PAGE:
81) Trevor Janicke (RW, USA, NTDP U18)
82) Brady Meyer (LC, USA, Des Moines USHL)
83) Ilya Mironov (LD, Russia, Loko Yaroslavl MHL)
84) Nikita Okhotyuk (LD, Russia, Ottawa OHL)
85) Marshall Warren (LD, USA, NTDP U18)
86) Colten Ellis (G, Canada, Rimouski QMJHL)
87) Roope Taponen (G, Finland, HIFK U20)
88) Yegor Chinakhov (F, Russia, Omskie Yastreby MHL)
89) Ilya Nikolayev (F, Russia, Loko Yaroslavl MHL)
90) Ilya Ovechkin (F, Russia, Kapitan Stupino MHL)
91) Case McCarthy (RD, USA, NTDP U18)
92) Hugo Has (RD, Czech Republic, Tappara Liiga)
93) Kim Nousiainen (LD, Finland, KalPa Liiga)
94) Marcel Barinka (F, Czech Republic, Halifax QMJHL)
95) Patrik Puistola (LW, Finland, Tappara U20)
96) Martin Lang (LW, Czech Republic, Kamloops WHL)
97) Michal Teply (RW, Czech Republic, Bili Tygri Liberec)
98) Filip Prikryl (LC, Czech Republic, HC Plzen)
99) Kari Piiroinen (G, Finland, Windsor OHL)
100) Roman Basran (G, Canada, Kelowna WHL)
101) Vladimir Sartakov (G, Russia, Avto Yekaterinburg MHL)
102) Boston Bilous (G, Canada, Edmonton WHL)
103) Simon Lundmark (RD, Sweden, Linkoping J20)
104) Oliver Turan (RD, Slovakia, Drummondville QMJHL)
105) Ryder Donovan (RC, USA, Duluth U.S. High School)
106) Matias Maccelli (LW, Finland, Dubuque USHL)
107) Aaron Huglen (F, USA, Roseau U.S. High School)
108) Danny Weight (F, USA, NTDP U17)
109) Michael Gildon (F, USA, NTDP U18)
110) Harrison Blaisdell (LW, Canada, Chilliwack BCHL)
111) Anthony Romano (RW, Canada, Aurora OJHL)
112) Arseni Gritsyuk (F, Russia, Omskie Yastreby MHL)
113) Matej Toman (LW, Czech Republic, Prince George WHL)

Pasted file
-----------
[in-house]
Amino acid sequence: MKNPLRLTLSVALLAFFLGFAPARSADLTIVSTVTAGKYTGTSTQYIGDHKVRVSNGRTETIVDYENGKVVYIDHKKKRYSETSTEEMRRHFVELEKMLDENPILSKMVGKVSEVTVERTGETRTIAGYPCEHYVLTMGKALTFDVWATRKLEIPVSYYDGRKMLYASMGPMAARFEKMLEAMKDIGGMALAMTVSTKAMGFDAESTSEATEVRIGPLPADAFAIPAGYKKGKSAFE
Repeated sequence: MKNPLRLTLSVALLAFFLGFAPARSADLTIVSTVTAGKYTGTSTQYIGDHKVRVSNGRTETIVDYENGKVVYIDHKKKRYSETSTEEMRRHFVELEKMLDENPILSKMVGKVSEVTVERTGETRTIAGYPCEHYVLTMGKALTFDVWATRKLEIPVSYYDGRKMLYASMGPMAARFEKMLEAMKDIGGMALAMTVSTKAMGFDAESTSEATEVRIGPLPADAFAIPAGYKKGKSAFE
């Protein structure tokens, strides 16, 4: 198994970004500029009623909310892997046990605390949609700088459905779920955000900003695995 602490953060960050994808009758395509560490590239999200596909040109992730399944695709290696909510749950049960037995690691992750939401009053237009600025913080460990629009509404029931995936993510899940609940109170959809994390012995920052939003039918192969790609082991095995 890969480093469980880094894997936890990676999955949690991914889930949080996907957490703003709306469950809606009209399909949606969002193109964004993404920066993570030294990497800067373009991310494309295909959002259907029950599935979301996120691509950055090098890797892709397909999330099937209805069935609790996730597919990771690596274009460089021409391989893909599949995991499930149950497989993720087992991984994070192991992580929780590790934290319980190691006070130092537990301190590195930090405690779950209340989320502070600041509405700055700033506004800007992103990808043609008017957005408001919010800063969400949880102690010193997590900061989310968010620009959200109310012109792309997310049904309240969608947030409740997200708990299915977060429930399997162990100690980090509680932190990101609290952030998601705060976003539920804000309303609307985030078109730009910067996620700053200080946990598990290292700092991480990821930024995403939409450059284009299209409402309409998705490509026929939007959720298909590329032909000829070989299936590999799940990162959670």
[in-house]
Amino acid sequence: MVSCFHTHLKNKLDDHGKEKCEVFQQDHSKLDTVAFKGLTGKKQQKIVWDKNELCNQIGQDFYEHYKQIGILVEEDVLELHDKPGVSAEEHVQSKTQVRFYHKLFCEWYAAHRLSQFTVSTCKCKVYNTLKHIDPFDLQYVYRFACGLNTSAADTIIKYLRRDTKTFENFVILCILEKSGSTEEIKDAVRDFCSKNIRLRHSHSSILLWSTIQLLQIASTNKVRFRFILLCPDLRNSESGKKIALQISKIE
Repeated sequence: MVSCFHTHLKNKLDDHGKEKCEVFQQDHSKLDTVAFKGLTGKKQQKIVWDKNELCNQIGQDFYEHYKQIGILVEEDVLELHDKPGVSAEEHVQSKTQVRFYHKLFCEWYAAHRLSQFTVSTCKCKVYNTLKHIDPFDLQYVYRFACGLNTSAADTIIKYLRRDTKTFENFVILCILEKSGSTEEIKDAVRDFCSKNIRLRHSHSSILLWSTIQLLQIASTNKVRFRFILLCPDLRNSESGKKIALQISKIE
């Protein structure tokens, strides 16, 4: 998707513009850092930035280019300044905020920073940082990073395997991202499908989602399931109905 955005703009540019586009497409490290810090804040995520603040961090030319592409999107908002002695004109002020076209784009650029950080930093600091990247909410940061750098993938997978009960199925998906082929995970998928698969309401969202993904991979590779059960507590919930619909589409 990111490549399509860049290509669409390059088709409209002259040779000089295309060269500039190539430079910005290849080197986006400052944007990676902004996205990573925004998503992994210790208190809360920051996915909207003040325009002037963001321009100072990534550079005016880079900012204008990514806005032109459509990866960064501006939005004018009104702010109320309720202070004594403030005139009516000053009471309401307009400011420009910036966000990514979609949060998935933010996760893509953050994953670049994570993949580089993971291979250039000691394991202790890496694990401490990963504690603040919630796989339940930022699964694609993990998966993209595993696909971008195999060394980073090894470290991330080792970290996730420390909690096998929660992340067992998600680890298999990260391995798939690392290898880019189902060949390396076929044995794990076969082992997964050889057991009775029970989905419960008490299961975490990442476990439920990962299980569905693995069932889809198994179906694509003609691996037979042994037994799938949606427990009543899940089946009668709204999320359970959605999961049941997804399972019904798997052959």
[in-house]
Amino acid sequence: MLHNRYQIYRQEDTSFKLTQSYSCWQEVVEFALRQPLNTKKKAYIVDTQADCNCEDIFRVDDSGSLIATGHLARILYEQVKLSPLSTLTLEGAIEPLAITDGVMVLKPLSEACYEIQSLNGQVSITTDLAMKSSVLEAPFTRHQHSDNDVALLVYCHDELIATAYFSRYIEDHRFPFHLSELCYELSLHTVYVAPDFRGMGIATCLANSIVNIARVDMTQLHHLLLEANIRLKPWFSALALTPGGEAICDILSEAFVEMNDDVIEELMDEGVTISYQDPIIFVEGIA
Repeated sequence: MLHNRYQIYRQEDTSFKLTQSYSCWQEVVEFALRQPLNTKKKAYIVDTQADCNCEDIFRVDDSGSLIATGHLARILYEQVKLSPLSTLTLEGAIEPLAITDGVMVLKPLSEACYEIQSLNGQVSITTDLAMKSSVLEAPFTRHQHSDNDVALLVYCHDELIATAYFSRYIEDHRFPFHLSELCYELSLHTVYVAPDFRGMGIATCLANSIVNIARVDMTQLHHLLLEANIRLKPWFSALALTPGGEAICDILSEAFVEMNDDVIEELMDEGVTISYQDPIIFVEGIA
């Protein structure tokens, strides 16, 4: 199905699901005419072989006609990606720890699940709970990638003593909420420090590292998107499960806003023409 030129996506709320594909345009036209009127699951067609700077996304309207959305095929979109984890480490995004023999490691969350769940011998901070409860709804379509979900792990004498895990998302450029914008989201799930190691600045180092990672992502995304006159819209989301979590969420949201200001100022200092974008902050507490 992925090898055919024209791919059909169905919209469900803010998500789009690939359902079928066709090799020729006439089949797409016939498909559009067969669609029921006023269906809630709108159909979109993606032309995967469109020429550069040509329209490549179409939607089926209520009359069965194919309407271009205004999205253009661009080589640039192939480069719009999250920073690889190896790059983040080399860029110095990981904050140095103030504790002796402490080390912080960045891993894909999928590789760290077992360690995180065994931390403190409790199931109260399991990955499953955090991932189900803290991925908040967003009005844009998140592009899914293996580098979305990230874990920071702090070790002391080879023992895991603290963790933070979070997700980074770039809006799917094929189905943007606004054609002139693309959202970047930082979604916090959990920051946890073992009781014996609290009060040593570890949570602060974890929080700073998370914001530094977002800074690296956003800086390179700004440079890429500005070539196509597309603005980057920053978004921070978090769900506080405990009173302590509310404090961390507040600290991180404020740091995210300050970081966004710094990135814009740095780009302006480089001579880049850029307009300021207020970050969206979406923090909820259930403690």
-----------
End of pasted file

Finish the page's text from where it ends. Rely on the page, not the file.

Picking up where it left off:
114) Daniel V. Tkac (LC/LW, Slovakia/USA, Omaha U18)
115) Danil Antropov (RW, Canada/Kazakhstan, Oshawa OHL)
116) Brooklyn Kalmikov (LW, Canada, Cape Breton QMJHL)
117) Bailey Peach (RW, Canada, Sherbrooke QMJHL)
118) Xavier Simoneau (LC, Canada, Drummondville QMJHL)
119) Nicholas Porco (LW, Canada, Saginaw OHL)
120) Dillon Hamaliuk (LW, Canada, Seattle WHL)
121) David Kope (RW, Canada, Edmonton WHL)
122) Maxence Guenette (RD, Canada, Val-d’Or QMJHL)
123) Jake Lee (LD, Canada, Seattle WHL)
124) Jackson van de Leest (LD, Canada, Calgary WHL)
First things first, I have to admit to using a mulligan. This is a first for me since I never alter my current rankings once they have been published based on the feedback that I get. I typically apply that feedback towards future rankings. I don’t hit the publish button until I’m fully confident in my list and my order throughout.
However, I had to make a change this time — once it was brought to my attention how low I had Cam York. I really like York, he has lots of upside, and I’ve had him as high as No. 10 at one point. But as I was putting the finishing touches on my list, York somehow slipped into the second round, showing up at No. 39.
Yes, that was much too low and a mistake that doesn’t reflect my true opinion of the player. I debated over what to do for a couple hours, but ultimately decided to right that wrong since I didn’t have a good reason for why York appeared outside my first round. Chalk it up to offseason rust, but I felt the need to fix that and to be honest about the change.